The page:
Sunday, April 15, 2012

First Dance with Trail Demons: Oriflamme 50K


It's been just over a week since I ran my first ultramarathon. I hesistate to call myself an ultramarathoner though until I finish my first 50 mile run. My prep for this was shameful, and my body paid the price. I ignored a 5-pound weight drop in the week leading up to the run mainly because my milk supply never seemed to suffer so it didn't seem to warrant serious thought. My daughter was getting plenty of milk, and I was able to leave plenty of milk behind for while I was gone. I was letting stressors from my personal life ruin my appetite though, and I'm certain I was dehydrated before even setting foot out in the Laguna Mountain range. Not to mention since my last long run of 15 miles 6 weeks prior to this run I basically stopped running (jokingly referring to this as an "extended taper"). Thank goodness running amnesia takes place so quickly because I sure as heck felt like I was a failure during this run and yet here today I'm fantasizing about 50 mile and 100 mile runs! 




Carrying on with my run recap...here we go!


Total Distance: 31.4 miles
Time: 8:01:06
Elevation Gain: some 4700 feet (taken from a running companion's GPS summary)
Starting Temperature: 31° F
Ending Temperature: 64° F
Quote of the Day: “I'm still moving forward, right?” AND "The pain is only temporary."

Pre-run Consumption
·         Steel cut oats with coconut-almond milk and 1/2 banana
·         Coffee with coconut-almond milk 
·         Mayesa, Cacao Mint

Run Consumption
·         ½ Honey Stinger Waffle, Vanilla
·         ¼ banana
·         ½ Honey Stinger Waffle, Vanilla
·         ¼ banana
·         Mayesa, Cacao Original
·         ½ Honey Stinger Waffle, Honey
·         Mayesa, Cacao Mint 
·         Some coke and a handful of plain chips
·         Approximately 160 oz water
·         12+ Metasalt Capsules

Immediate Post-run Consumption
·         2 slices of pizza
·         Slice of chocolate cake
·         Fritos
·         1½ bottles of Peroni
·         ½ coke 


Sunrise
After arriving at the Sunset Trail Head I quickly went to register at the start line, changed into my gear, and dashed back to the starting line. No standing around for me as they were already counting down upon my approach - 8, 7, 6, 5, 4, 3, 2, 1! I didn't even have my pack strapped on yet as I headed out on my first 50K journey. On the single track the gentleman I was nestled behind unnerved me a bit. It was dark when we started, and my knuckle light was shining right behind his path lighting his ankles just enough for me to see him roll them three times. We hadn't even gone one mile. I made it a point to pass him at the S1 crossing.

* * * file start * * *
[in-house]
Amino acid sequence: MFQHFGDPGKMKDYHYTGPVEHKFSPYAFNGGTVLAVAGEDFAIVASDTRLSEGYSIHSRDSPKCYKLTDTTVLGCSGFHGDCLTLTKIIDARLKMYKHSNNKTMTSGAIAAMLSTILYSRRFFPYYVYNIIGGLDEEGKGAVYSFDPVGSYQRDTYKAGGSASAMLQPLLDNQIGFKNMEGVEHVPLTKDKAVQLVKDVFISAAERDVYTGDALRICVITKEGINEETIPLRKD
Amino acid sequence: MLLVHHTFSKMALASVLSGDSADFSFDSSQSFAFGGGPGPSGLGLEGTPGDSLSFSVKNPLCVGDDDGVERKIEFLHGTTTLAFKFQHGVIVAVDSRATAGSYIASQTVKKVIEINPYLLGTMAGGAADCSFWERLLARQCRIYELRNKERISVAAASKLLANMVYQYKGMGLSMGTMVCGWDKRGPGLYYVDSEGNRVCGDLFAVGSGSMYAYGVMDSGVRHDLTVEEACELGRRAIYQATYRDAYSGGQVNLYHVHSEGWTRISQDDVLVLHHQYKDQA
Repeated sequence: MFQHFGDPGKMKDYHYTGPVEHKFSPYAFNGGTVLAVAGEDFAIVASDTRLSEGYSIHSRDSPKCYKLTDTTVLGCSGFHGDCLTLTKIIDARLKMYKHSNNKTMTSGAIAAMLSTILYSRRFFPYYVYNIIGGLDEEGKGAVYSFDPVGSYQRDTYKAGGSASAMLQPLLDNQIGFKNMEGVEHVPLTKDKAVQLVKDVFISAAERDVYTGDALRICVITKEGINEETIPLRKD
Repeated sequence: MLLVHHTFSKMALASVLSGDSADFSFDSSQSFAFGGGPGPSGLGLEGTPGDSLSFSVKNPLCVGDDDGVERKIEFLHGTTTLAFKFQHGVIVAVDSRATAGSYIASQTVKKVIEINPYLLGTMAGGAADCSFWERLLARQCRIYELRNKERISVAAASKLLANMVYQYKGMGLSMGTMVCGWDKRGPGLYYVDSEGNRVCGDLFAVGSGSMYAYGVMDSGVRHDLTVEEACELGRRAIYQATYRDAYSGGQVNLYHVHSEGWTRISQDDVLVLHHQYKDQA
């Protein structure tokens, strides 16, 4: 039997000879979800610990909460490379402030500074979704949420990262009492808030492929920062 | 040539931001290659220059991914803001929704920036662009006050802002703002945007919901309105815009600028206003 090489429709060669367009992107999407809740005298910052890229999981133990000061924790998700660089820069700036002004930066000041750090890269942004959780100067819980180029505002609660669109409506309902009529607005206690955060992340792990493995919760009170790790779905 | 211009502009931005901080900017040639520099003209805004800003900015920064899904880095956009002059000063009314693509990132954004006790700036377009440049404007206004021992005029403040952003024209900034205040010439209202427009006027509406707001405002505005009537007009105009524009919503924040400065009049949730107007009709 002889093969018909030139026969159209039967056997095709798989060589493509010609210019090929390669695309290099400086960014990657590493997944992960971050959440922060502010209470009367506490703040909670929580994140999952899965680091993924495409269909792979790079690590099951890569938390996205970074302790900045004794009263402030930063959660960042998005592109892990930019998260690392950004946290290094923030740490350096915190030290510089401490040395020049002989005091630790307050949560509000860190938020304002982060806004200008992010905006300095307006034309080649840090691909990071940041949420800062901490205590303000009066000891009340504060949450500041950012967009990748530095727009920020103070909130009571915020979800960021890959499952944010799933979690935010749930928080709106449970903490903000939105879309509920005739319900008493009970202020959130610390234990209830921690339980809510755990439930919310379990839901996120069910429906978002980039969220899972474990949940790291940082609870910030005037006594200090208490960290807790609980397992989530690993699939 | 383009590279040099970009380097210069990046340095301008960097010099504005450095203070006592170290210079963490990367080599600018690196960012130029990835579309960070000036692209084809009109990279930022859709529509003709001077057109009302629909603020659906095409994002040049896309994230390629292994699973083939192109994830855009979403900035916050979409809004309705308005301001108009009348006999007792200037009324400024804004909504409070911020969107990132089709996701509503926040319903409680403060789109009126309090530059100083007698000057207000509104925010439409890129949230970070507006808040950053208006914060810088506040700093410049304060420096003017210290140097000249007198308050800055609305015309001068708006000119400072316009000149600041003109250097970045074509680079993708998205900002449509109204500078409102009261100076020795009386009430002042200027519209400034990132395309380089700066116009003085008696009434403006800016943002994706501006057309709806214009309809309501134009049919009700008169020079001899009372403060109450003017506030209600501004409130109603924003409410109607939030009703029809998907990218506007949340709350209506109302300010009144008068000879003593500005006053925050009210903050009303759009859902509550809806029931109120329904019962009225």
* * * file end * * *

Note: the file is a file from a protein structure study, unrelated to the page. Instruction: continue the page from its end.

The single track to the jeep trail was familiar from my preview run and that was pretty comforting. Every other race I have ever run has started off on completely new ground for me. I found a comfortable cruise and took only quick glimpses of the sunrise. Nothing beats a sunrise over the mountains. The sun was heating things up quickly. Thankfully the bite in the air was waning. Running through heat pockets in between bushes was a wonderful sensation. I've run through pockets like these before but not to this degree. After a quick pass through the first aid station I made my way down the rocky jeep trail. I struck up a conversation with a man (blasted I can't recall his name) who was an ultrarunning veteran. In fact, he ran this very course the day it was canceled due to the winter storm a few weeks prior. I was in awe as he described the wicked conditions and how that did not deter him. He was also experienced running the PCT50 so I picked his brain about his strategy to conquer it. I would be a fool not to take his words to heart, especially considering how this run would end up.

At the bottom - didn't make it this far on the preview run
I started struggling on the course at the bottom of Oriflamme Canyon. My legs were not tuned in to sand running. Anytime I do a beach run I avoid the soft sand and skirt along until I touch something firmer so running on soft desert track killed me. I. Hate. Soft. Sand. But I couldn't blame the sand when others so easily floated past me. Tie together the soft sand with the false flat and this quickly turned into a power struggle. I was exerting an awful lot of energy trying to navigate the sand. I pressed on though because at the time it didn't feel that tough. My ignorance was shining far too brightly to worry about it any further.